Contact CU Independent News Staff Writer Sonia Fraser at Sonia.Fraser@colorado.edu.
The CU Art Museum has a new exhibition sure to please art lovers and history buffs alike. The exhibit, “Life and the Afterlife,” is composed entirely of ancient Chinese artwork, given to the university by private collectors.
The museum received the generous gift that made this exhibit possible in 2012. The 224-piece set was donated from the private collection of Warren and Shirley King, both of whom were raised in Chinese art-collecting families and continued collecting as a married couple. Of those 224 works, 59 were selected to represent the collection. The exhibition is designed to give visitors a glimpse into the lives of the ancient artists responsible for the pieces.
Opening on Feb. 12, the same night as the museum’s “Celebrate!” culture festival, the show strives to embody the museum’s mission to promote greater understanding of art and societal issues within a global and historical context. “Life and the Afterlife” is designed to showcase art pieces that were meant to be enjoyed by the living, as well as pieces that speak to Chinese views of the afterlife through history.
The show includes works spanning thousands of years of history, making it a uniquely challenging exhibition to put together. An expert in ancient Chinese ceramics, Virginia Bower was invited as a guest curator to help museum staff choose pieces for the exhibit.
“It’s difficult to place objects from so many historical epochs into a cohesive exhibition,” Director of Marketing and Membership Jessica Brunecky recounted in an email interview. “With the guest curator we had to conduct research and spend a long time considering the common themes among the artworks.”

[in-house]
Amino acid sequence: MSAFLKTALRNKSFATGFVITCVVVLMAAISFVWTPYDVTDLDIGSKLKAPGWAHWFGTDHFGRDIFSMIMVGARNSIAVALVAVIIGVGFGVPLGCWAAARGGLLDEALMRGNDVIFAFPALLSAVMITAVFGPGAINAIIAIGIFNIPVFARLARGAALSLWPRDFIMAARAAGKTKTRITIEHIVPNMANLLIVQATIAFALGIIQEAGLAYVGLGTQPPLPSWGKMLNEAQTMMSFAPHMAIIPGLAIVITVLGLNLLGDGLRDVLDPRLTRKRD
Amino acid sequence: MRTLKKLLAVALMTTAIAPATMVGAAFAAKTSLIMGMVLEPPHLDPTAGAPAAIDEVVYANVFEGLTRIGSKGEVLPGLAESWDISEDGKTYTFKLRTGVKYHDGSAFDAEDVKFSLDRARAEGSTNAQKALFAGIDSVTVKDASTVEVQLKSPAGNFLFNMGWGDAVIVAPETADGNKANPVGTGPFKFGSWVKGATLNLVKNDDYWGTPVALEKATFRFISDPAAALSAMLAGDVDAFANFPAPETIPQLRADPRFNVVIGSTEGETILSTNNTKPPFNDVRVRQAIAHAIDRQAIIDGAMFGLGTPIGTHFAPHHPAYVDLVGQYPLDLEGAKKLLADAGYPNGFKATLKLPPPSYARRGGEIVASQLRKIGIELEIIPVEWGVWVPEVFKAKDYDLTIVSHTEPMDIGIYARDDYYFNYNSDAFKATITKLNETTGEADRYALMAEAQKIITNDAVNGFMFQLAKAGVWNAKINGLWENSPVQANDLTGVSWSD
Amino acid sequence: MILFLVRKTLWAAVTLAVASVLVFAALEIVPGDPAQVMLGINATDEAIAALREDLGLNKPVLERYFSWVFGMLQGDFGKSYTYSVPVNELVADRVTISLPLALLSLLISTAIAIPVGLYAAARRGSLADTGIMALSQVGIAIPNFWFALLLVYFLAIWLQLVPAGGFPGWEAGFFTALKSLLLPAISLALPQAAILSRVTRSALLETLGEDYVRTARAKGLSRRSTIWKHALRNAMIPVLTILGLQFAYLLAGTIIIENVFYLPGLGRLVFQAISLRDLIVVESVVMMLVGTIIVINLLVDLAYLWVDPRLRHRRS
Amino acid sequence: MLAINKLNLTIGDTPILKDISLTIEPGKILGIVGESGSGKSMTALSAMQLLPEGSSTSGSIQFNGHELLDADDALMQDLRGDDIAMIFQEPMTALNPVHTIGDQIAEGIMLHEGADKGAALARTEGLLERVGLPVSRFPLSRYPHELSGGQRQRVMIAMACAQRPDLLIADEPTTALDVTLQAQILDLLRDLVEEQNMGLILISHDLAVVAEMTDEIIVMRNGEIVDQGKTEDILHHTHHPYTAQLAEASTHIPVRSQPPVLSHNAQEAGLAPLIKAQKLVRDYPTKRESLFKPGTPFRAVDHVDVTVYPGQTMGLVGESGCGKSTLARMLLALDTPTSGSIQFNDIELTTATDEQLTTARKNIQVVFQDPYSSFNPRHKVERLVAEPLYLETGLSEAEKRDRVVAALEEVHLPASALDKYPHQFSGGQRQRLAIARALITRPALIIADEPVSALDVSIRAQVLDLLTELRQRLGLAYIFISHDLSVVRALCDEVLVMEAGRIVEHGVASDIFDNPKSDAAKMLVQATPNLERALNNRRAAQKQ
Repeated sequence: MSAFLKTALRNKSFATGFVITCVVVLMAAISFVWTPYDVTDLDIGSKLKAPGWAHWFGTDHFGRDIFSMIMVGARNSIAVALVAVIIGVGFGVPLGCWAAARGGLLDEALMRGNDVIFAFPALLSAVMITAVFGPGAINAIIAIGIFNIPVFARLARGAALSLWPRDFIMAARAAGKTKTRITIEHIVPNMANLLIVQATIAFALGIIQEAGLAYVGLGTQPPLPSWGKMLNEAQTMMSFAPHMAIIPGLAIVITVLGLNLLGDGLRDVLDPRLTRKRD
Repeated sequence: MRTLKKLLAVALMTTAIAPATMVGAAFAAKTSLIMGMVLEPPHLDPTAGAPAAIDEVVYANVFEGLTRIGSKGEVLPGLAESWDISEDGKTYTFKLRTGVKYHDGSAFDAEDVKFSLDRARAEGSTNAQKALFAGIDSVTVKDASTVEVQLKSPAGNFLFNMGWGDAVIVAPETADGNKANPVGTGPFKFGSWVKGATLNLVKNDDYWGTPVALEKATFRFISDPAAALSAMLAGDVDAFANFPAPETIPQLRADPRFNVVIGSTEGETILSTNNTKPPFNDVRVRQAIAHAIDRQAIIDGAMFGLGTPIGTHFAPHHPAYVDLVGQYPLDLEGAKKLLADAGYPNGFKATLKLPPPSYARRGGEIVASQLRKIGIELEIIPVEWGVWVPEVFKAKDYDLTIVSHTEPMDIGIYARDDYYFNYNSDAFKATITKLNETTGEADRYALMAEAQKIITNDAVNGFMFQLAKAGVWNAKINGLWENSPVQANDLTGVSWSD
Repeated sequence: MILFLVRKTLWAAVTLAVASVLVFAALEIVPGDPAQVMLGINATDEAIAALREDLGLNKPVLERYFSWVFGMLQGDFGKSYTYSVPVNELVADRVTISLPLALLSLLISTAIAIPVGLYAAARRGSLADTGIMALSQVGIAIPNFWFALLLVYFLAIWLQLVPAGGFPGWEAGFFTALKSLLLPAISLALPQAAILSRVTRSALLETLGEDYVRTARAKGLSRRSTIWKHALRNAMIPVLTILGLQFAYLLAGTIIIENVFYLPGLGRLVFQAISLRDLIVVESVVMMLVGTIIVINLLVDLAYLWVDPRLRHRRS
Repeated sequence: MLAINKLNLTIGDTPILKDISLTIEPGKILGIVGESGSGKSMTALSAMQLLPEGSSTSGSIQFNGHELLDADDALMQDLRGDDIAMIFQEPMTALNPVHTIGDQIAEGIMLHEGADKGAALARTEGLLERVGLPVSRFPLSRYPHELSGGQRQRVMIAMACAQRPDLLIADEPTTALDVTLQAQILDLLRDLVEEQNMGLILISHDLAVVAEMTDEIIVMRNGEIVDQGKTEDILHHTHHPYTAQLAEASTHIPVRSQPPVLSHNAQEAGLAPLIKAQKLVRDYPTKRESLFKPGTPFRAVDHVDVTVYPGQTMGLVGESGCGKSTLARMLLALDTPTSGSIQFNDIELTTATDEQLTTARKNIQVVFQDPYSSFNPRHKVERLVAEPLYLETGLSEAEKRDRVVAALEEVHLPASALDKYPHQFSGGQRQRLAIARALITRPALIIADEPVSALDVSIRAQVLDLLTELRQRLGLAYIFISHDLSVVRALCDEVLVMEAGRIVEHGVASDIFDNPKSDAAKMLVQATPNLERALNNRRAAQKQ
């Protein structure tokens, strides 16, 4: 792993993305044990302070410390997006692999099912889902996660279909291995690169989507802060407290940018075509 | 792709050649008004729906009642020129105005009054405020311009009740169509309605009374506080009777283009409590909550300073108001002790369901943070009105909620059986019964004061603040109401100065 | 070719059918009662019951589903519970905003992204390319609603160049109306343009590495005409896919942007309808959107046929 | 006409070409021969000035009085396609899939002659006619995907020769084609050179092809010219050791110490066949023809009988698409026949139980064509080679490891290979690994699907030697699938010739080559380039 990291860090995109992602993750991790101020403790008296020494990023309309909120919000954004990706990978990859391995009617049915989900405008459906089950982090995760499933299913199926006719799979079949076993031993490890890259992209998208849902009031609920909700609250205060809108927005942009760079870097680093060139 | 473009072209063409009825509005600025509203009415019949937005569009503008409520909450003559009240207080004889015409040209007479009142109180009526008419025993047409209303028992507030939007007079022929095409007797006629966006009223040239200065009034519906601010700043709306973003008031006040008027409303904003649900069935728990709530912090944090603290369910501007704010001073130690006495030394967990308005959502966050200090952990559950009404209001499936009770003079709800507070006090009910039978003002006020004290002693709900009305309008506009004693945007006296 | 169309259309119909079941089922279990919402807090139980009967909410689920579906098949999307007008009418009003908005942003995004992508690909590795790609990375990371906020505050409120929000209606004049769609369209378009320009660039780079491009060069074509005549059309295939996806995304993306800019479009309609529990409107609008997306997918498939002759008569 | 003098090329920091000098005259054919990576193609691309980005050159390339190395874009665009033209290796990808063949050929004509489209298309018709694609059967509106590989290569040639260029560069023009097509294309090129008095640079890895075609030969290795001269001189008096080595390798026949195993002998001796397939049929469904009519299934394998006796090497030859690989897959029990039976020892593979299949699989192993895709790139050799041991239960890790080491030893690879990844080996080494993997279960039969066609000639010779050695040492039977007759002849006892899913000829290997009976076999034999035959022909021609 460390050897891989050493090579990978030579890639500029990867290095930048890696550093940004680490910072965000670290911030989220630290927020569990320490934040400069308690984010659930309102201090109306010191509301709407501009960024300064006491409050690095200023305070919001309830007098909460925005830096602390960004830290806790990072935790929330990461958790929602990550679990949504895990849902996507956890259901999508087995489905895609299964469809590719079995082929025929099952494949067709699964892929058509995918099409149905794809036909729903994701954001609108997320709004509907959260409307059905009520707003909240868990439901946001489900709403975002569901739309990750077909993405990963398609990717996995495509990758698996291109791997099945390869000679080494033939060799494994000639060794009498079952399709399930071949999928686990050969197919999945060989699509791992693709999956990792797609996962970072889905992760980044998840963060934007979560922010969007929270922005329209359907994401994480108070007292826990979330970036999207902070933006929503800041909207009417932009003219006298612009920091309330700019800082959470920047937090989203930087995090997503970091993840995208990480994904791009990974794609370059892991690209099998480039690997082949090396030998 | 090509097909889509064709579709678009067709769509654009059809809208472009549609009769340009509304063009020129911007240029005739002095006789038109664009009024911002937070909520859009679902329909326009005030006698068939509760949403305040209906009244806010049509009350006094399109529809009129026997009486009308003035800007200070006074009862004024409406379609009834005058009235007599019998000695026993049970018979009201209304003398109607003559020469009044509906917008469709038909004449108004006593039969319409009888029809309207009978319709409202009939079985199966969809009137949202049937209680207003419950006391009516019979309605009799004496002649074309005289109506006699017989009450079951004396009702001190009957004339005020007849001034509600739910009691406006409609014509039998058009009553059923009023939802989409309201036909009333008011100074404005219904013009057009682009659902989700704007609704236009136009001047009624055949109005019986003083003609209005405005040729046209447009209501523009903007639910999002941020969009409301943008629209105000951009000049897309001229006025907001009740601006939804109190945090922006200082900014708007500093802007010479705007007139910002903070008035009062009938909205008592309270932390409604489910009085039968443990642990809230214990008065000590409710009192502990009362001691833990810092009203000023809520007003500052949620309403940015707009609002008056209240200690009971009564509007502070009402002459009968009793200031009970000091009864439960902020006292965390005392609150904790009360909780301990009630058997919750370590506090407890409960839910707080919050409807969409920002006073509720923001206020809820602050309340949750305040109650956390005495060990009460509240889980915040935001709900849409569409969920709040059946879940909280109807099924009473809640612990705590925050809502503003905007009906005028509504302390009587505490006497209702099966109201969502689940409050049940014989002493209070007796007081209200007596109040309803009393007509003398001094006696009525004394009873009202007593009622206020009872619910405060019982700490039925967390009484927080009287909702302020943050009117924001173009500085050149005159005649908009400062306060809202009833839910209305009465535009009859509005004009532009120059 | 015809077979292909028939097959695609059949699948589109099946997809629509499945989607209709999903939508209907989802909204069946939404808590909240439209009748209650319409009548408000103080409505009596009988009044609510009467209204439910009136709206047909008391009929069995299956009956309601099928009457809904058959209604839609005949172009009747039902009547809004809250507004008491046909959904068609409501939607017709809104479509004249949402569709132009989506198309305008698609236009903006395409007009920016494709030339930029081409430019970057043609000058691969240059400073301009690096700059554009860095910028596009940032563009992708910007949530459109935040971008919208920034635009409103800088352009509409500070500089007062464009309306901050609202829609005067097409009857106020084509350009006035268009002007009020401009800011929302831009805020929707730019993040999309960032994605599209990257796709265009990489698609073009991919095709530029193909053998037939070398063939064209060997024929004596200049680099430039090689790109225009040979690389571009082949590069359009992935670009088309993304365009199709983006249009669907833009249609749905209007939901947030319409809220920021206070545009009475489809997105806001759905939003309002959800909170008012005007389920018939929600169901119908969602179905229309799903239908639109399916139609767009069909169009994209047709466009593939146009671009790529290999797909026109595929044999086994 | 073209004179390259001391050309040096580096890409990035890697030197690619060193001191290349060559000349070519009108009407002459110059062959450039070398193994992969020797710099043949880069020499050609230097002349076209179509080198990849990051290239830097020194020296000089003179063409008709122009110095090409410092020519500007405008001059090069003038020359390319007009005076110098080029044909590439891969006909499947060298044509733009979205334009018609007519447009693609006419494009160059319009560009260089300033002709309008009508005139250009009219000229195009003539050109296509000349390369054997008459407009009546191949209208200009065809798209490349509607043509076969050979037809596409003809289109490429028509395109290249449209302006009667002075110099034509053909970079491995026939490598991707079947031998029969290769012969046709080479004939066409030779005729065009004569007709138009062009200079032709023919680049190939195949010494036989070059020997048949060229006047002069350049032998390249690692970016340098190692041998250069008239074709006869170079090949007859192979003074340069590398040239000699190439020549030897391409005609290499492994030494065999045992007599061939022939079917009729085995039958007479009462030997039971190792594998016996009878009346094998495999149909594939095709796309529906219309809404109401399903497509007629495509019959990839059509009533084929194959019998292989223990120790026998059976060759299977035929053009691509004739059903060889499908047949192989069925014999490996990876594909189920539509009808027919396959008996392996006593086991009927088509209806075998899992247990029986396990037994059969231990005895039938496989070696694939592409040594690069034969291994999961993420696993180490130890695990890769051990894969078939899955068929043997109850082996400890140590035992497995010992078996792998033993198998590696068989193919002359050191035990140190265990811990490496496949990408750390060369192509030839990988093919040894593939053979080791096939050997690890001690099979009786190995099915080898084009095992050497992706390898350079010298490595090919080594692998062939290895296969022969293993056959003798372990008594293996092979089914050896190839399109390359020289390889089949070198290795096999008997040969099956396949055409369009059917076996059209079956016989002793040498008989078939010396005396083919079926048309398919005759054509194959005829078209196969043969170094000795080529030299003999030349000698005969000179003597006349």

In addition to the challenges associated with creating a cohesive show from a broad set of works, the staff faced the issue of coordinating the final call on selections. Since the guest curator was visiting from New Jersey to help, it fell to CU Art Museum Curator Sandra Firmin and staff to make the final decisions during the installation.
The intention of the setup for the show was to create an atmosphere in which visitors could engage in a dialogue with the artworks. Staff invited close examination of the pieces by using dark colors and low lighting to highlight the objects individually.
So far, staff members say that feedback has been positive. Guests have enjoyed the evocative atmosphere and appreciate the history behind each work of art.
“Most of our visitors have told us they find the objects intriguing,” Brunecky said when asked about the general response to the show. “They like the overall design, which is quite different from that seen in our other galleries.”
“Life and the Afterlife” will remain open to the public through June 25. For more information on this show, and on upcoming exhibitions, check out the museum’s website.